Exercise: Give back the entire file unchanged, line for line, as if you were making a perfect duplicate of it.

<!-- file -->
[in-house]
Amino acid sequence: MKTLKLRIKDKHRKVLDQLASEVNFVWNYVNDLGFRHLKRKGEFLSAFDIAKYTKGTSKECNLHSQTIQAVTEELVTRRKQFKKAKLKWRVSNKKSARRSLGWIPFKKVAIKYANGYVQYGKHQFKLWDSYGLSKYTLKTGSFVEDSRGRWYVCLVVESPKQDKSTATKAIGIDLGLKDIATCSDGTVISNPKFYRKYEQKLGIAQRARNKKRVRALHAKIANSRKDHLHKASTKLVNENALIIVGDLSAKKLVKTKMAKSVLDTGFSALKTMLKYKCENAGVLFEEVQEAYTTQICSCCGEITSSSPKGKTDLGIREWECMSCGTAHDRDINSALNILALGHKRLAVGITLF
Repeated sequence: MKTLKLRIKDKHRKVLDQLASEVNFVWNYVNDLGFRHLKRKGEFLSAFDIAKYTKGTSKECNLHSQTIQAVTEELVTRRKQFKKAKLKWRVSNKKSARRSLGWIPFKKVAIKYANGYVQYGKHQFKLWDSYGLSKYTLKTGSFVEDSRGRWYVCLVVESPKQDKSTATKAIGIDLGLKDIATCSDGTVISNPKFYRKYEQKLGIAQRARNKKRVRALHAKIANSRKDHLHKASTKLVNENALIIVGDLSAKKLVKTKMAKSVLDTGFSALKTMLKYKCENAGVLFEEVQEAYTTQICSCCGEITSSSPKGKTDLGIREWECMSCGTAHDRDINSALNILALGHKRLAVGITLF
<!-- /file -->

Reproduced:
[in-house]
Amino acid sequence: MKTLKLRIKDKHRKVLDQLASEVNFVWNYVNDLGFRHLKRKGEFLSAFDIAKYTKGTSKECNLHSQTIQAVTEELVTRRKQFKKAKLKWRVSNKKSARRSLGWIPFKKVAIKYANGYVQYGKHQFKLWDSYGLSKYTLKTGSFVEDSRGRWYVCLVVESPKQDKSTATKAIGIDLGLKDIATCSDGTVISNPKFYRKYEQKLGIAQRARNKKRVRALHAKIANSRKDHLHKASTKLVNENALIIVGDLSAKKLVKTKMAKSVLDTGFSALKTMLKYKCENAGVLFEEVQEAYTTQICSCCGEITSSSPKGKTDLGIREWECMSCGTAHDRDINSALNILALGHKRLAVGITLF
Repeated sequence: MKTLKLRIKDKHRKVLDQLASEVNFVWNYVNDLGFRHLKRKGEFLSAFDIAKYTKGTSKECNLHSQTIQAVTEELVTRRKQFKKAKLKWRVSNKKSARRSLGWIPFKKVAIKYANGYVQYGKHQFKLWDSYGLSKYTLKTGSFVEDSRGRWYVCLVVESPKQDKSTATKAIGIDLGLKDIATCSDGTVISNPKFYRKYEQKLGIAQRARNKKRVRALHAKIANSRKDHLHKASTKLVNENALIIVGDLSAKKLVKTKMAKSVLDTGFSALKTMLKYKCENAGVLFEEVQEAYTTQICSCCGEITSSSPKGKTDLGIREWECMSCGTAHDRDINSALNILALGHKRLAVGITLF